‘Boomerang’ really didn’t really connect with a large audience anywhere upon release, which is a pity, as it’s fantastic. It’s all very squarely dated somewhere between 1982-84 in terms of production and sound, yes, and it isn’t necessarily power pop as you know it, but it’s fantastic nonetheless. Since it never got released in the UK and achieved no commercial success anywhere else, it’s the very definition of an “overlooked” album. ‘Boomerang’s future as a retrospectively accepted classic starts with the release of this box set!
In terms of those aforementioned bonus materials, with all three albums presented in demo form and a plethora of other home demos showing works in progress at different stages, most of ‘Eletrafied’s surplus material is geared towards an audience that already knows the three albums inside out. However, the inclusion of the ‘Shoes On Ice’ live recording is a major plus. Vinyl copies of this release – on the occasions they appear – will set you back £15-£20, while the only previous CD reissues (included in the prosaically titled ‘4CD Set’ in Japan only and as a two-fer with ‘Boomerang’ in the US) are about as rare as hen’s teeth.
‘Shoes On Ice’ only features six songs, but as a live document it’s very important. If nothing else, it’s proof that the band were as good live as they were in the studio. Captured at the Zion Ice Arena, Illinois in 1981, and with Shoes at their peak, the home-town audience sound like they’re absolutely rabid. The crowd has the same vibe as Cheap Trick’s ‘At Budokan’ and the band seem to really feed off such obvious adoration. The performances of ‘Too Late’ and ‘Hate To Run’ bookending the recording are enough to ensure a great listen and have an especially punchy feel with Skip Meyer’s drums adding more power to the performances compared to their studio equivalents. You won’t find any enormous musical deviations – the age of the rock giants and twenty minute drum solos is over – but with four tracks from ‘Present Tense’ and two from the still wet-behind-the-ears ‘Tongue Twister’, ‘Shoes On Ice’ is a great snapshot, as close to a ‘Shoes Greatest Hits’ as you’ll find.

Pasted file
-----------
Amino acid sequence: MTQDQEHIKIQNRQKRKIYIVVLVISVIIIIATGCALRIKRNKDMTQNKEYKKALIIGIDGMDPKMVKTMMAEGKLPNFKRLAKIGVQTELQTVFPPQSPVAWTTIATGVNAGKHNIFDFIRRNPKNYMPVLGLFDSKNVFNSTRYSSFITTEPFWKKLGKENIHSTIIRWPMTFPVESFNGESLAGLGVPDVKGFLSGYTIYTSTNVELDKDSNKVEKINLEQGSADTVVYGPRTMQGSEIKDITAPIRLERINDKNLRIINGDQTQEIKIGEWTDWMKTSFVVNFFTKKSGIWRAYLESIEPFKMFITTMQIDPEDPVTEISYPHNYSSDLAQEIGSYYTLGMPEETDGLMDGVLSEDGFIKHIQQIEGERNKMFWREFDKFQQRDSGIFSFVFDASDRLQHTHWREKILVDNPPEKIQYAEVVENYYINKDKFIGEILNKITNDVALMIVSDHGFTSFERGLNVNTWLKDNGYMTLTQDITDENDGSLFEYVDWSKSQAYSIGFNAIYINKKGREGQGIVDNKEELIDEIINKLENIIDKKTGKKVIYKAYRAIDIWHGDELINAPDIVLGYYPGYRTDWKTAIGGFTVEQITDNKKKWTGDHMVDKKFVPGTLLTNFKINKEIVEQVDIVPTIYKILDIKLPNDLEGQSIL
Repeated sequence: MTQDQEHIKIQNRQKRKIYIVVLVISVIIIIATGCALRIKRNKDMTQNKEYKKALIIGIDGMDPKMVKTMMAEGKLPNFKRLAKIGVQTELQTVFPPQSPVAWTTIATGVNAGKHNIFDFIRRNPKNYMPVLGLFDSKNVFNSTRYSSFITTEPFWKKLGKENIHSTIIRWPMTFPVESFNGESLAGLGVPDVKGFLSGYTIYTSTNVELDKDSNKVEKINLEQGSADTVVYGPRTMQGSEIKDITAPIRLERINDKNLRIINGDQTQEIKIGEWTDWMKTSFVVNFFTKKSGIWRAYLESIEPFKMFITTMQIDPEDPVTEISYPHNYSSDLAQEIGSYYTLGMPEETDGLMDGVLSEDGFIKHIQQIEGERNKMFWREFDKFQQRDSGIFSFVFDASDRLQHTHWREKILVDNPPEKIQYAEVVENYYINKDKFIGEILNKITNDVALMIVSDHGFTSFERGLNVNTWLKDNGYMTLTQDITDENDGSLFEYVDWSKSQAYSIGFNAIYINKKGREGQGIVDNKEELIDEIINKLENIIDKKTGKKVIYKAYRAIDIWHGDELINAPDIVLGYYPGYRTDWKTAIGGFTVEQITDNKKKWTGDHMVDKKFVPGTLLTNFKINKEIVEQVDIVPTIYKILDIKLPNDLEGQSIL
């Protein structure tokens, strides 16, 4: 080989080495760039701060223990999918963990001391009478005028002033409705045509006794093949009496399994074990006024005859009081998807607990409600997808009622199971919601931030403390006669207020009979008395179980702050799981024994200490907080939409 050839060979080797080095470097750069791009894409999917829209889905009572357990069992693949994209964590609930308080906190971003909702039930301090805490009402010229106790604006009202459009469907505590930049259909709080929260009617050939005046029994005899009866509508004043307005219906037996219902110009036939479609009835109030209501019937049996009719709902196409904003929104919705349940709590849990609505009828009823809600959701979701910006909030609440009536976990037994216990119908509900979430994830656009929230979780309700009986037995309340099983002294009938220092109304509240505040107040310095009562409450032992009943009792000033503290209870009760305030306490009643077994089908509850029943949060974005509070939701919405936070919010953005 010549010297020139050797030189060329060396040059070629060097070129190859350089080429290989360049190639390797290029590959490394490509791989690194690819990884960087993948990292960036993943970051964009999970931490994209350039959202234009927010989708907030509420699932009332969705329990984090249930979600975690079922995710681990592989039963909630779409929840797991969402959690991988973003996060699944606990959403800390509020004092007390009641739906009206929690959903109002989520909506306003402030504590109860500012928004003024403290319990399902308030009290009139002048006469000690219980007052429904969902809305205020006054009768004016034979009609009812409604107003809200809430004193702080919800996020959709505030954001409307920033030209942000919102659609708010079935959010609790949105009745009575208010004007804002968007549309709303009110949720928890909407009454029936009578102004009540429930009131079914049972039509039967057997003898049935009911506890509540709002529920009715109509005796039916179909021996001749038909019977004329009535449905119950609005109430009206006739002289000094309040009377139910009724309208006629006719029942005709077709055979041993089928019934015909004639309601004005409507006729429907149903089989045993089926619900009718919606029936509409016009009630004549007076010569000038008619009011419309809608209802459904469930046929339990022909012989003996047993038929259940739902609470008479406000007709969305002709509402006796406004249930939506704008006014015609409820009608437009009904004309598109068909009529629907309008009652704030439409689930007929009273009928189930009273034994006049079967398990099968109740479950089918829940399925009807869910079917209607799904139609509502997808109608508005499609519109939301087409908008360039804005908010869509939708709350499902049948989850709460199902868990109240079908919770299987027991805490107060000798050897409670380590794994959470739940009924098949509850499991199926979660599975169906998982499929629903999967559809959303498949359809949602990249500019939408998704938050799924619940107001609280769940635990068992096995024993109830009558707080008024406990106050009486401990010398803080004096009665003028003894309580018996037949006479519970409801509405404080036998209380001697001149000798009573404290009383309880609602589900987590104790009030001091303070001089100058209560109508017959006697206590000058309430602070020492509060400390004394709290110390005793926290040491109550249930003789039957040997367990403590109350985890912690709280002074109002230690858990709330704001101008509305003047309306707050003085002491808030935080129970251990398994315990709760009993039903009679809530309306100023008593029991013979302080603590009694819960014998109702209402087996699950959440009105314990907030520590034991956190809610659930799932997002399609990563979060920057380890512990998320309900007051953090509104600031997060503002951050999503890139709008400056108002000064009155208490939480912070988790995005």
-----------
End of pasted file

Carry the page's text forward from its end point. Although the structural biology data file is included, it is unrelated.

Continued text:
On the day MTV launched in America back in 1981, four of Shoes’ videos were broadcast, making them synonymous with a new decade and a new era of wall to wall video entertainment. Despite this invaluable exposure, they never truly became MTV darlings or reached the kind of commercial success bestowed upon The Cars and Psychedelic Furs, though…much to the world’s loss.
As for this box set, for a lot of listeners, it won’t just be entertainment – it’ll be an education. Since one of these albums has been unavailable in the UK for decades and the other two have never secured any kind of UK release at all, ‘Elektrafied’ is more than a mere reissue. By giving this material the most attention its ever had outside of the US and Japan, it’s almost providing a public service by offering something that has enough treasure for fans and power pop collectors, while remaining accessible enough to reel in those more casual buyers looking for a great alternative to their beloved Cars, Cheap Trick and Nick Lowe recordings.
If you discovered Shoes via a few power pop anthologies but have never found these albums on your travels, you’ll know how important this release is and chances are it will be considered a priority purchase. Even if you’re old enough to have discovered the band in the late 70s and have some of this material already – whether its a battered vinyl copy of ‘Present Tense’ or the now impossible to find two-fer CD of ‘Present Tense’ and ‘Tongue Twister’ – likewise, you’ll definitely want to pick this up. As a comprehensive overview of Shoes’ finest work, this set really cannot be recommended highly enough.